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editorial

A triumph of mind over everything

Diana Nyad rode in a parade in Key West after her swim.

Rob O'Neal/Florida Keys News Bureau/via Reuters

Diana Nyad rode in a parade in Key West after her swim.

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It’s been more than 35 years since endurance swimmer Diana Nyad first set her mind to crossing the open water between Cuba and Florida. That she finally made it from Havana to Key West on Monday makes her example far more inspiring than if she’d reached the Florida coast in 1978. For one thing, she deliberately made her own task harder. On her unsuccessful first attempt, she used a shark cage pulled by a boat, a setup that creates a favorable draft for the swimmer. On her successful fifth attempt this weekend — at age 64 — she became the first person to make the crossing without a shark cage.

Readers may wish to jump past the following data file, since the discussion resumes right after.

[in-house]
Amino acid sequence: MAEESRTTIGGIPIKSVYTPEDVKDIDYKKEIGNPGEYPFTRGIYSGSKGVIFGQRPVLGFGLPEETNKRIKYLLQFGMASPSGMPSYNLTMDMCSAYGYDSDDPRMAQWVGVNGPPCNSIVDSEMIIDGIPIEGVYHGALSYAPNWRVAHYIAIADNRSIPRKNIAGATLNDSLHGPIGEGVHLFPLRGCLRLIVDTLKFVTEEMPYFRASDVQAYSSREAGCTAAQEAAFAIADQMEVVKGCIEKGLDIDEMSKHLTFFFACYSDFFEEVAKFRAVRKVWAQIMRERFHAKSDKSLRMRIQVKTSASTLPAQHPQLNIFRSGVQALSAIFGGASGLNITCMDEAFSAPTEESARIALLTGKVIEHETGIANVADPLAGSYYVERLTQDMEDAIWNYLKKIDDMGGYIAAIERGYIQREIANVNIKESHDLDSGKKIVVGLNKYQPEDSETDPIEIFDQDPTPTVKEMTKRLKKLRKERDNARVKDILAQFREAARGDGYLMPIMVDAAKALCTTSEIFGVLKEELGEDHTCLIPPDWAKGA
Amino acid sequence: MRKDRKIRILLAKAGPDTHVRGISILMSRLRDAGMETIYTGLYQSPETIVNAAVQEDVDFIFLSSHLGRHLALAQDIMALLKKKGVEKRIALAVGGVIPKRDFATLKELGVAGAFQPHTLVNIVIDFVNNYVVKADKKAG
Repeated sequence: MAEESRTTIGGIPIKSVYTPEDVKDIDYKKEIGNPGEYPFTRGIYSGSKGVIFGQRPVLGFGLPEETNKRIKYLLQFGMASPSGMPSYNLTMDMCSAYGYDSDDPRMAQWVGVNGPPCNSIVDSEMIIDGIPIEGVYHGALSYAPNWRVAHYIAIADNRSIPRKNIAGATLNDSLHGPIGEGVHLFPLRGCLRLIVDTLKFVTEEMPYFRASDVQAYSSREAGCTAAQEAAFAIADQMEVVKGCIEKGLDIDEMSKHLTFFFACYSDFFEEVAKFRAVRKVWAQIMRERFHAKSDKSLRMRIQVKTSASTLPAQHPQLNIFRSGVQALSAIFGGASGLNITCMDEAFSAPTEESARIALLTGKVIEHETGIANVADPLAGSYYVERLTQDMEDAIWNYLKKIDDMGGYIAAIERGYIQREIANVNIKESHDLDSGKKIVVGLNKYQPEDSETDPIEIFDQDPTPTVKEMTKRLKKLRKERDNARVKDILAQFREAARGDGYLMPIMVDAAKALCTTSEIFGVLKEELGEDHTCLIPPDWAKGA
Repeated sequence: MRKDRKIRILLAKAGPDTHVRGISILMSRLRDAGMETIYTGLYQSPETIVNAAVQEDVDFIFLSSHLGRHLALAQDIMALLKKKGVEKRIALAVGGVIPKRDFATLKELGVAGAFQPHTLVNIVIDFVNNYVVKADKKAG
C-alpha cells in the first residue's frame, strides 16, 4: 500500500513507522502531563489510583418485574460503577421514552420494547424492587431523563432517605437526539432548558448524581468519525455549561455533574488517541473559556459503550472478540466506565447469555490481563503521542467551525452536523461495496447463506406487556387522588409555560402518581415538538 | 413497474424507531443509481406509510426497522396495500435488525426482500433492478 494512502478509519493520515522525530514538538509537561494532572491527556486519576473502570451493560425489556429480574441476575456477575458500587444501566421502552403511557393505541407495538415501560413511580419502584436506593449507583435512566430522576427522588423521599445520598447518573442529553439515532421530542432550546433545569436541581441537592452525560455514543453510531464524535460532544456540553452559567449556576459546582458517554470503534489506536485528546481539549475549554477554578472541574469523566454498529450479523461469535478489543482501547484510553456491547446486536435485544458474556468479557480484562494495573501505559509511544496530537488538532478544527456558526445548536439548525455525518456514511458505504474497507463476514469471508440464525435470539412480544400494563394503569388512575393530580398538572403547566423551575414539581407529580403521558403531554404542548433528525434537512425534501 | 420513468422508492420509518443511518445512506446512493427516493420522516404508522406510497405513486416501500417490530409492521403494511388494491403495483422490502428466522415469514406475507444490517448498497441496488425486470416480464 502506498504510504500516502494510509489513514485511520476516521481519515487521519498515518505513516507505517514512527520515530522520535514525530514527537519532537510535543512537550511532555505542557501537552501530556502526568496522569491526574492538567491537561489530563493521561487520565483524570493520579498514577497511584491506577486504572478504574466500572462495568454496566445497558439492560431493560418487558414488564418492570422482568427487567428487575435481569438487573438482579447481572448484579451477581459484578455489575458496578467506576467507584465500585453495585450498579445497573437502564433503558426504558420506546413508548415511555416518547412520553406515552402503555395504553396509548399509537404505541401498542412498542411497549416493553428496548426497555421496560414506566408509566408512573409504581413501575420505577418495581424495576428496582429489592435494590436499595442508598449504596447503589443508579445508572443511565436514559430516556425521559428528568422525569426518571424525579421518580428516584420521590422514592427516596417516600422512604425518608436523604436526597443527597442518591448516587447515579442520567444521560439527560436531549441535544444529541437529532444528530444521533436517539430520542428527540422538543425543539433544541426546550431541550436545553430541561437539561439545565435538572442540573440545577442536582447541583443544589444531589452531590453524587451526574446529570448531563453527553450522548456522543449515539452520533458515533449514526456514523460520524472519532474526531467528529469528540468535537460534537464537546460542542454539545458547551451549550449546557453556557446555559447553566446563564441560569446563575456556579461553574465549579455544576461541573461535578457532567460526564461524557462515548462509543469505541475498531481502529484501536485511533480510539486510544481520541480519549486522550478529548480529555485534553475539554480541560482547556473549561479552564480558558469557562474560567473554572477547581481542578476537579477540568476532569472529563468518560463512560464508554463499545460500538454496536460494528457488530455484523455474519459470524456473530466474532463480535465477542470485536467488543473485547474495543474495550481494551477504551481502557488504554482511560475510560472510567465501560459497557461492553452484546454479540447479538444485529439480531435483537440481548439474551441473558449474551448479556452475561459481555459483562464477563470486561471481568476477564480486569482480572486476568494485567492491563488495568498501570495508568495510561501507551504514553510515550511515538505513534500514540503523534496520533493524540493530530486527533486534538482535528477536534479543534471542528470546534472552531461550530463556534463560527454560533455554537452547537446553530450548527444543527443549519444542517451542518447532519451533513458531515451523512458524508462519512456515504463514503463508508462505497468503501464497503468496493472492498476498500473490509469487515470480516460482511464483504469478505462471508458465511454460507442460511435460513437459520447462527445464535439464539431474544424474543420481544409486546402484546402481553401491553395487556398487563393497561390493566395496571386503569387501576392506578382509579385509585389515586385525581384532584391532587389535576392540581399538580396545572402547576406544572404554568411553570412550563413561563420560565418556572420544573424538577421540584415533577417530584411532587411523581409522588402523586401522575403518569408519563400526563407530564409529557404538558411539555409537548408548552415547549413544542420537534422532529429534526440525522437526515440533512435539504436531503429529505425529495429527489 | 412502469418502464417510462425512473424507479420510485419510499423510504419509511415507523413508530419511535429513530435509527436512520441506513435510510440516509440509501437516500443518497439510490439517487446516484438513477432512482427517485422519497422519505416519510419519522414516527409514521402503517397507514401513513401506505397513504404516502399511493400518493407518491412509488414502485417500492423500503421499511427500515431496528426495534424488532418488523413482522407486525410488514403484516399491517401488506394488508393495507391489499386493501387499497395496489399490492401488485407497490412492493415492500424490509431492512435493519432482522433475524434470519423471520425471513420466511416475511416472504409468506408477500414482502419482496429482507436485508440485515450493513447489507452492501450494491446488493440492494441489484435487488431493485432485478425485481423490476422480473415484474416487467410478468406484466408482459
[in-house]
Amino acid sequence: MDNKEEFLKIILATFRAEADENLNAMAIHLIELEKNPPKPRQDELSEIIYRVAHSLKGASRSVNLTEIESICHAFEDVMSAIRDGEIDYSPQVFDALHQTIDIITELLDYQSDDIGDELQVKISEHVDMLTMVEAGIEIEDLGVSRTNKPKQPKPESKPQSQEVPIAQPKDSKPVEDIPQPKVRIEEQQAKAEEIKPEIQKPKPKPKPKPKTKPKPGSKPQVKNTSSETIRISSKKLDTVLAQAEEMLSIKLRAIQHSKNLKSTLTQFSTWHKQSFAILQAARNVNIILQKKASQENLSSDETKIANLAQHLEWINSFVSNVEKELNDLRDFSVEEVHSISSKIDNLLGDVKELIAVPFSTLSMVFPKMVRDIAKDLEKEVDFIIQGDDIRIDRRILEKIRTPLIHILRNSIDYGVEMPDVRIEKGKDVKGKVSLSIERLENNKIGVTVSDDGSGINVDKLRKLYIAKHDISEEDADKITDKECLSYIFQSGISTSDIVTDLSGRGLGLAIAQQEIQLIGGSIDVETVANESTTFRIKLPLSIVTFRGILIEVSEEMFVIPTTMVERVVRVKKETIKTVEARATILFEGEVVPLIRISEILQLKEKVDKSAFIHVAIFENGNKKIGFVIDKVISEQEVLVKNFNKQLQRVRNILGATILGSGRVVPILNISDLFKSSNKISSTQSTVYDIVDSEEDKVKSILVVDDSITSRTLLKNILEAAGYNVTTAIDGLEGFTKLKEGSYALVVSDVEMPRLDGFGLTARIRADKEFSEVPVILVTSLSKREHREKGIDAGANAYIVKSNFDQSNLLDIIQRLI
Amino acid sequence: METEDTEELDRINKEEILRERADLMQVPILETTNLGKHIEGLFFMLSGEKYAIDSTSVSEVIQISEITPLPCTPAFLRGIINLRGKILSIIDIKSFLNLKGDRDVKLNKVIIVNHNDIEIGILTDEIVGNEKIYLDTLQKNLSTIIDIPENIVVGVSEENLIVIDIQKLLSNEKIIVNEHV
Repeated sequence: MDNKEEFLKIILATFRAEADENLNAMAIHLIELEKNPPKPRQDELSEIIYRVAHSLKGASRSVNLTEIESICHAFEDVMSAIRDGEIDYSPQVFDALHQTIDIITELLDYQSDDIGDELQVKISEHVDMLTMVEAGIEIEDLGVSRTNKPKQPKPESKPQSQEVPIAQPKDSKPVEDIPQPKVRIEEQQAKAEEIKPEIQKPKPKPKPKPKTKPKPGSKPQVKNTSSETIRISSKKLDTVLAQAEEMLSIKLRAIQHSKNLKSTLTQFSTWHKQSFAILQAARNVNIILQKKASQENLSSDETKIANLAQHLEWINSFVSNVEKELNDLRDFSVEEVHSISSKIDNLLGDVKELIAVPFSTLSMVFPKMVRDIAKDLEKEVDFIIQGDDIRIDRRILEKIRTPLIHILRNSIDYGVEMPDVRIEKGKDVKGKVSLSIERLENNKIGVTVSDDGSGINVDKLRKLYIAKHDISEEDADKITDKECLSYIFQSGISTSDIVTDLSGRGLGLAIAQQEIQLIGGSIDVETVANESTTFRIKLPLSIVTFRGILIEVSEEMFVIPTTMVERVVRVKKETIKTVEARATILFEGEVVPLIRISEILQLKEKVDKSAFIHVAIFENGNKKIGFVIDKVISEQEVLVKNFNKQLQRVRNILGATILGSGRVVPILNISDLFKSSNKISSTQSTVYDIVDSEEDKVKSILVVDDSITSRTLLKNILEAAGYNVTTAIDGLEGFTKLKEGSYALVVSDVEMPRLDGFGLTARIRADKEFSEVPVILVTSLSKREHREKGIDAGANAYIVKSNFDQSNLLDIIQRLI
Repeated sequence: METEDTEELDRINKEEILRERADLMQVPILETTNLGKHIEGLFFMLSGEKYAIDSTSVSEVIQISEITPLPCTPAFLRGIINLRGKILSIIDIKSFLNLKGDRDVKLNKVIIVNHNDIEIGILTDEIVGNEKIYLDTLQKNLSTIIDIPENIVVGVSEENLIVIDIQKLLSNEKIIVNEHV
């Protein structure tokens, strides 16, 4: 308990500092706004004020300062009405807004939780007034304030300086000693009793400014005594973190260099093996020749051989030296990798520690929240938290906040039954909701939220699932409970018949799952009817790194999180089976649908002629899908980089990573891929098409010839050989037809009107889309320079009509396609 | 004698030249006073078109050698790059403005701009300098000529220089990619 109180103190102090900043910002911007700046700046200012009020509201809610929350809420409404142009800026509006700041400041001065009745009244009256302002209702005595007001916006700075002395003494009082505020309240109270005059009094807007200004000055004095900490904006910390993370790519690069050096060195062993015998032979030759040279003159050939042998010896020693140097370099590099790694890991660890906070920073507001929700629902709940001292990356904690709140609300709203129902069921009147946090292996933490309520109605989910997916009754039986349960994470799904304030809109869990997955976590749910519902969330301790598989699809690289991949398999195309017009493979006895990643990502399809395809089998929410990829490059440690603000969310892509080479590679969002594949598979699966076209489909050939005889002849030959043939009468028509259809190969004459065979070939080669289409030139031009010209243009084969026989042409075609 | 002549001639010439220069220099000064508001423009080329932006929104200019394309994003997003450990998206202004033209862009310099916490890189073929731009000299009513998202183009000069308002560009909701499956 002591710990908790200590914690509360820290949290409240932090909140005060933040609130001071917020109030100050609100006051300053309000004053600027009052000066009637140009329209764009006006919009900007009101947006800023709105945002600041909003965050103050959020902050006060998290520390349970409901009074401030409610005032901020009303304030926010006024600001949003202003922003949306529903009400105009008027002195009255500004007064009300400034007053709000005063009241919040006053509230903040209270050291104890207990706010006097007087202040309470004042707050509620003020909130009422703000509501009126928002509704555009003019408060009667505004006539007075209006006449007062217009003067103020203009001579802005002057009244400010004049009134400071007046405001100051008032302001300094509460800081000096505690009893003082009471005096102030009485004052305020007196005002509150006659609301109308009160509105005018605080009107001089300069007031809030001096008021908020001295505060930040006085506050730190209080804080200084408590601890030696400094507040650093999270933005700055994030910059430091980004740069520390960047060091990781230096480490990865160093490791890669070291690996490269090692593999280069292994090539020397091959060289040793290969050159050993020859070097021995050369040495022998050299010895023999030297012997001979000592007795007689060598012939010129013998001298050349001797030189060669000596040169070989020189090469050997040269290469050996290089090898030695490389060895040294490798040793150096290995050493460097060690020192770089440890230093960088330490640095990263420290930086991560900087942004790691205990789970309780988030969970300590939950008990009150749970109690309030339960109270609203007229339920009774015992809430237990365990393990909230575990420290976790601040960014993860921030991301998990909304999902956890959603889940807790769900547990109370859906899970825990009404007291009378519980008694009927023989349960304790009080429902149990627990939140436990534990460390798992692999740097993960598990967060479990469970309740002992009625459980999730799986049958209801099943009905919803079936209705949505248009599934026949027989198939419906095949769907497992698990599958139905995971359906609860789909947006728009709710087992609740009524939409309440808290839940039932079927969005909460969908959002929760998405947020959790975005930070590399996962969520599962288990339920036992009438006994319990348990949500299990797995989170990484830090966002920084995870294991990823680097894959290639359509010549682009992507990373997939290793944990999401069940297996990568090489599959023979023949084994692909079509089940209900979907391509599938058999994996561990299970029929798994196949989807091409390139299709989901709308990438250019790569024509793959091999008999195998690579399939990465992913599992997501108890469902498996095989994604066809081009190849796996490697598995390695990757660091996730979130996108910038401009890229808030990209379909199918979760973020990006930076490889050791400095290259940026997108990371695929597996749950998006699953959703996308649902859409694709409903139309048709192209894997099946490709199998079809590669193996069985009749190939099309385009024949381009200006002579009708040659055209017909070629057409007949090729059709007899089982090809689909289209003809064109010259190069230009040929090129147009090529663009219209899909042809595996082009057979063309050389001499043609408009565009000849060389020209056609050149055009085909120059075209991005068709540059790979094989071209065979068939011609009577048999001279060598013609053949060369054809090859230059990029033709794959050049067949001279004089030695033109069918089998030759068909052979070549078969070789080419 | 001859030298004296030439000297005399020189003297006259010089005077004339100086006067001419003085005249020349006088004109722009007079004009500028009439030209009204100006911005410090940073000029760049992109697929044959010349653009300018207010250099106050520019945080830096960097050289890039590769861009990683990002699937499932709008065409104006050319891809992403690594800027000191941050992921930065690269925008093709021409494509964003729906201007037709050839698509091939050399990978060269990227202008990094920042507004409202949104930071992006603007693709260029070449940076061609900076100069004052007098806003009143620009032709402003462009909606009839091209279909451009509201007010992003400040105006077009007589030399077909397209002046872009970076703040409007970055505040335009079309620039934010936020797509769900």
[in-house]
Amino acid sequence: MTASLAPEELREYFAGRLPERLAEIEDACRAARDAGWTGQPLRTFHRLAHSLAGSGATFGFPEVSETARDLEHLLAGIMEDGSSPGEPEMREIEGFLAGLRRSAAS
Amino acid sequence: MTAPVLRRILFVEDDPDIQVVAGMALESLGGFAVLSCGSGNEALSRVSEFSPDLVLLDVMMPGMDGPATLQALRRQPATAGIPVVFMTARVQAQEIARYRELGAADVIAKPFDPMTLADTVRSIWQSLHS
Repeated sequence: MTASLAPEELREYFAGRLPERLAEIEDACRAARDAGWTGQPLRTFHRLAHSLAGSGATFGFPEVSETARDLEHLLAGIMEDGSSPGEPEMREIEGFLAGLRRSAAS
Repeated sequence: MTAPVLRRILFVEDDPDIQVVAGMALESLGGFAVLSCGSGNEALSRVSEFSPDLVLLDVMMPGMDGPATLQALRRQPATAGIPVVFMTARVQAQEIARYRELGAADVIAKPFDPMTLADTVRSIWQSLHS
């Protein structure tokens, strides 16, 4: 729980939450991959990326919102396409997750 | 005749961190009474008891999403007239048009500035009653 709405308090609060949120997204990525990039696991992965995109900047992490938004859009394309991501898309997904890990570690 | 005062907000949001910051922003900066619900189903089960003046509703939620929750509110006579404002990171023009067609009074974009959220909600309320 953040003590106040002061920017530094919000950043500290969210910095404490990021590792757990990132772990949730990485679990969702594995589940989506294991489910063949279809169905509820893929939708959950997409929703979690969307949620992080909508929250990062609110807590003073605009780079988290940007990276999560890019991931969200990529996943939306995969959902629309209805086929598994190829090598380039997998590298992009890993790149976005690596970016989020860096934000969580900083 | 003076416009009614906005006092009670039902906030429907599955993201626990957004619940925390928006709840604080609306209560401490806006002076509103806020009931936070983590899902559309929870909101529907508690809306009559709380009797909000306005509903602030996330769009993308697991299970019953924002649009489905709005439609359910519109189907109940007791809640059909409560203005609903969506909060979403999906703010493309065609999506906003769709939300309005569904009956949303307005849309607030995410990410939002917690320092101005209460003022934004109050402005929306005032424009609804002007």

Nyad, who’d put the idea of swimming from Cuba to Florida aside for decades before reviving it in her 60s, made a bet that should prove deeply meaningful to a graying American population: that tougher mental discipline and smarter preparation can outweigh any physical constraints that age imposes. Nyad was right, but she still emerged from the water looking like — well, someone who’d been swimming for 53 hours. Contrary to the cliche about gifted athletes, Nyad didn’t make her feat look easy, because it wasn’t. That was the whole point.

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